Talking Stick and Spirituality LO20291

worknews (
Sat, 2 Jan 1999 22:05:38 +0000

Replying to LO20279 --

One thing that tends to grab my attention is when people use language,
rhetoric and sophistry to obscure meaning rather than to lay it on the

On 27 Dec 98 at 11:59, wrote:

> Replying to LO20268 --
> Well, personally I find it repugnant that anyone would steal the
> concepts, artifacts, philosophies, thoughts, words, or actions of
> another person and adapt them for personal use. I believe that we
> are each obligated to personally invent each and every important
> concept and social innovation on our own without the use of history
> and/or resorting to thievery.

> Shame on those of you who indiscriminately use Roman law and Greek
> philosophy and Hanseatic economics and Arabic numerals. A pox on
> those of you who borrowed, and did not personally invent, scientific
> methodology. Fie on you who cannot even invent your own language but
> insist on borrowing the words that long dead Romans and Saxons used.

I think you are missing the point here. There is a difference between most
of the things you mention and symbols or artifacts that are held sacred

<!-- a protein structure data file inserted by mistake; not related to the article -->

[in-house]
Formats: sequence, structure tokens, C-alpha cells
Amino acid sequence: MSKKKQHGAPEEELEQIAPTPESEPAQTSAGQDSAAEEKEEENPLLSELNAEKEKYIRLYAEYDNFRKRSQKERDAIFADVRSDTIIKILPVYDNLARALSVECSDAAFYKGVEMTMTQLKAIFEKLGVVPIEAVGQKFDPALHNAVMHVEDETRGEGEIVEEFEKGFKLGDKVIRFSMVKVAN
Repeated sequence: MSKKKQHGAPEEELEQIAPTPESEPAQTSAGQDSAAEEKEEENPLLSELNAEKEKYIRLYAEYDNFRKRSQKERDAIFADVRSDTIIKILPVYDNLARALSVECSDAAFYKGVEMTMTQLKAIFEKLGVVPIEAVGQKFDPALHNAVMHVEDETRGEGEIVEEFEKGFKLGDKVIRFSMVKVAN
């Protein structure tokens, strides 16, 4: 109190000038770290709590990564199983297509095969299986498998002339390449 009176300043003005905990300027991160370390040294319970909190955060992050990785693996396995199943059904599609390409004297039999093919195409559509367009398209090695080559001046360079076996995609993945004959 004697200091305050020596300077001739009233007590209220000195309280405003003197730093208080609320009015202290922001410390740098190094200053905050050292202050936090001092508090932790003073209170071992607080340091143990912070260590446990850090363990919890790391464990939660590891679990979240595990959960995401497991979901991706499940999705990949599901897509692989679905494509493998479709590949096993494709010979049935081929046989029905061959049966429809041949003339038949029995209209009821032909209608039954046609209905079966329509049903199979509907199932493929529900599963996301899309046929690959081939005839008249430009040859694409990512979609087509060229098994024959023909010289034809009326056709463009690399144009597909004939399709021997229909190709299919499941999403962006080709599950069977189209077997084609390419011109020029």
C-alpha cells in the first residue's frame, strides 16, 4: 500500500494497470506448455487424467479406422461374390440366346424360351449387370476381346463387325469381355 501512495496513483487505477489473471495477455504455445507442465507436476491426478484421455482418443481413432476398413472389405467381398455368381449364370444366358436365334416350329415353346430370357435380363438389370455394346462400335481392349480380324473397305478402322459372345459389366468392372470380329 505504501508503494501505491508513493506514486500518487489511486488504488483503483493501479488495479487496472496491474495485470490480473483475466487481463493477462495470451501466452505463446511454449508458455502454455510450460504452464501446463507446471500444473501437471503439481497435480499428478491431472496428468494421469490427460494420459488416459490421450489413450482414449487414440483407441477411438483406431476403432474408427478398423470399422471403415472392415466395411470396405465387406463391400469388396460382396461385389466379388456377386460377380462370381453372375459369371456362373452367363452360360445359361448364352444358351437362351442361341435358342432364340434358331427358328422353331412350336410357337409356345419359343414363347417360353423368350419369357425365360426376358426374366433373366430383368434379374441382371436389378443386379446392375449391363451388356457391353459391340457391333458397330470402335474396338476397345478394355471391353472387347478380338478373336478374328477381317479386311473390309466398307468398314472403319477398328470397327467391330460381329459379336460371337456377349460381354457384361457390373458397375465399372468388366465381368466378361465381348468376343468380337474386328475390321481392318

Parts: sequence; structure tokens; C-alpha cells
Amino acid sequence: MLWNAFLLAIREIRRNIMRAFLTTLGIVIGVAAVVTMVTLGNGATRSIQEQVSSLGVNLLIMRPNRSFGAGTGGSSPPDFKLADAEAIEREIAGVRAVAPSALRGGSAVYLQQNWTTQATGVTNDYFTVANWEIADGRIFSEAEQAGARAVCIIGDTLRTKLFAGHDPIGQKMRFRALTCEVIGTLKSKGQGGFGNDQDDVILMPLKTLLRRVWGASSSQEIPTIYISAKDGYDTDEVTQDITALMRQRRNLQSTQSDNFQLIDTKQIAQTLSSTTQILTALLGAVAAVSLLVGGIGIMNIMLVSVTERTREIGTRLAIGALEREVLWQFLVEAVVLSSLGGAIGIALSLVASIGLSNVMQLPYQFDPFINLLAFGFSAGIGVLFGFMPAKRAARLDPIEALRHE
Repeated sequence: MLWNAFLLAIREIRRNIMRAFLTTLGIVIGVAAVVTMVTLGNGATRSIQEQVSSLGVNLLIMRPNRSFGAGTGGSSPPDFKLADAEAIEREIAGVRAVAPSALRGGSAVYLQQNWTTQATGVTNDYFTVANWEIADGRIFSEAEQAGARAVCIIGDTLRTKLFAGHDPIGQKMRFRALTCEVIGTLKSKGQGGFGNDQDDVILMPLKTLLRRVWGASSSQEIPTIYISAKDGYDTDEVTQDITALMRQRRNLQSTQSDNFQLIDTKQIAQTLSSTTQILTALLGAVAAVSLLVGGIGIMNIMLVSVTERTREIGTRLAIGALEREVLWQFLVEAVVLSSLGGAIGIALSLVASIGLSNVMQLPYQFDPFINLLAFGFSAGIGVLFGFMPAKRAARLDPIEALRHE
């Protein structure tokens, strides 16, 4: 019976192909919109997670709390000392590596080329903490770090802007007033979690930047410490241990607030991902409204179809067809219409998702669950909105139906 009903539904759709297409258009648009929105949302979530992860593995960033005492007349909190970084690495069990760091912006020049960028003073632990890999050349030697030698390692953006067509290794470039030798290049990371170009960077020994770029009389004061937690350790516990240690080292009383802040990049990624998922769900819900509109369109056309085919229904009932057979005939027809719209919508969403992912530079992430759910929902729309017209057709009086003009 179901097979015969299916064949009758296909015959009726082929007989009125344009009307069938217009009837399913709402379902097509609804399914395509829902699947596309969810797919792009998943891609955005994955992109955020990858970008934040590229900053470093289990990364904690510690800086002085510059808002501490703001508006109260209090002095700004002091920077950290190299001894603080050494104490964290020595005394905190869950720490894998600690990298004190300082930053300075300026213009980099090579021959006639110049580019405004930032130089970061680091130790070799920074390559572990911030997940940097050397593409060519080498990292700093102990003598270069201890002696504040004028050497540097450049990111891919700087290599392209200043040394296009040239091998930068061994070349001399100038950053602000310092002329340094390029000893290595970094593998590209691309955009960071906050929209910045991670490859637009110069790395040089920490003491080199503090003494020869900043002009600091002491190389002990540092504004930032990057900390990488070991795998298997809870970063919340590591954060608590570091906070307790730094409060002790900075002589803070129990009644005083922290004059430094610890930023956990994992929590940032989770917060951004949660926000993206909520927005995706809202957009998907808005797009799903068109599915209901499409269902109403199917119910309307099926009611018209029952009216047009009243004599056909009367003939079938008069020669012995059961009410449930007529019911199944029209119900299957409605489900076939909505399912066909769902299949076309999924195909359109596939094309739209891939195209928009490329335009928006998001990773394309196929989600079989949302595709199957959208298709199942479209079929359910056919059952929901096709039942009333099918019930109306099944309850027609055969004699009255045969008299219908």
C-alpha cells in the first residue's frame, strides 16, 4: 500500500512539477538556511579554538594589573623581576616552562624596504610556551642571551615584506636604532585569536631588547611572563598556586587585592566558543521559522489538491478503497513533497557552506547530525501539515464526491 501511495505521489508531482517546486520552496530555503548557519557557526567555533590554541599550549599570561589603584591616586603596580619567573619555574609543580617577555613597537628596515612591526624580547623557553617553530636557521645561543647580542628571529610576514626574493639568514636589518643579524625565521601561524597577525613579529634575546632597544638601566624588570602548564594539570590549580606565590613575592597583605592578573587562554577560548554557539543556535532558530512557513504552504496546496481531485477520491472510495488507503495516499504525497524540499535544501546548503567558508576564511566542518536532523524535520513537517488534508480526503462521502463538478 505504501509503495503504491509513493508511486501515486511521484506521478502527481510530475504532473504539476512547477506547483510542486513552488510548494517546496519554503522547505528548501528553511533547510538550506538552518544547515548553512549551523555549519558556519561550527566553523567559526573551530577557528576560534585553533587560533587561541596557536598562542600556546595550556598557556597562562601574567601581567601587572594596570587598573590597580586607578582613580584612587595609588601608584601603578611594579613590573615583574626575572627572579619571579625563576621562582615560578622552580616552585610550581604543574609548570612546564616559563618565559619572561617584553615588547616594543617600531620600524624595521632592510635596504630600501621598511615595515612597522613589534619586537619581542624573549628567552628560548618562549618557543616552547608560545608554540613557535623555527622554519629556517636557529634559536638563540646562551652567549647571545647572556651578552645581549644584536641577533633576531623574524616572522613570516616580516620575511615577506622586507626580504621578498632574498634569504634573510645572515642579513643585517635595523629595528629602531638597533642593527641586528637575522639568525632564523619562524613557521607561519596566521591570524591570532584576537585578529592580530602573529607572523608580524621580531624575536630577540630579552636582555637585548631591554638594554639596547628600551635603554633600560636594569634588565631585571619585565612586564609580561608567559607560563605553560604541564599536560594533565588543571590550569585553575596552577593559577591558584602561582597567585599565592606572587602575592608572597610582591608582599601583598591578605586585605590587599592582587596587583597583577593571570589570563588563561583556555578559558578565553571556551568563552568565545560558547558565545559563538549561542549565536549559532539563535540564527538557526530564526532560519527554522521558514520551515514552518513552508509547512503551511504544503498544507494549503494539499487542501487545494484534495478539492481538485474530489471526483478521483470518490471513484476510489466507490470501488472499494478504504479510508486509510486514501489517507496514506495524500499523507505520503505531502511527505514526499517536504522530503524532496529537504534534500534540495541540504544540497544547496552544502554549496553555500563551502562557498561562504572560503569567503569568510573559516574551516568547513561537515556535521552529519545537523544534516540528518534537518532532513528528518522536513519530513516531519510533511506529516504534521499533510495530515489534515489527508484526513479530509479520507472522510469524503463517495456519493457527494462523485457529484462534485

(let me make that bigger - SACRED), by a culture.

To use sacred land for profane reasons is considered defilement. To use
sacred ikons for profane reasons is to violate them.

To use a religious or sacred symbol for a mundane reason, out of context
with the culture is not so different from using a holy book
put in your own ugly action).

Using a talking stick isn't borrowing the IDEA - it is borrowing the
symbol and the word, which have meaning beyond our understanding. Borrow
the IDEA, but please have enough respect for the meaning of religious and
cultureal icons to respect that those understanding them may want them to
remain sacred.

I would no more use a talking stick than have a "role-play Catholic
communion" in a classroom.

> Those who don't borrow live in a world that does not change; not a
> bad concept in a perfect world, but not particularly useful in this
> one. If we see far by standing on the backs of giants, perhaps we
> could see even further if we borrowed their ladders.

There is no need to borrow the icons of others, particularly those that
are held as sacred and make them mundane, and without the magic that
surrounds them in their original cultures.

You can indeed borrow ideas (in fact it's hard not to).

Robert Bacal, author of PERFORMANCE MANAGEMENT, published by McGraw-Hill. Details at and http://members.x
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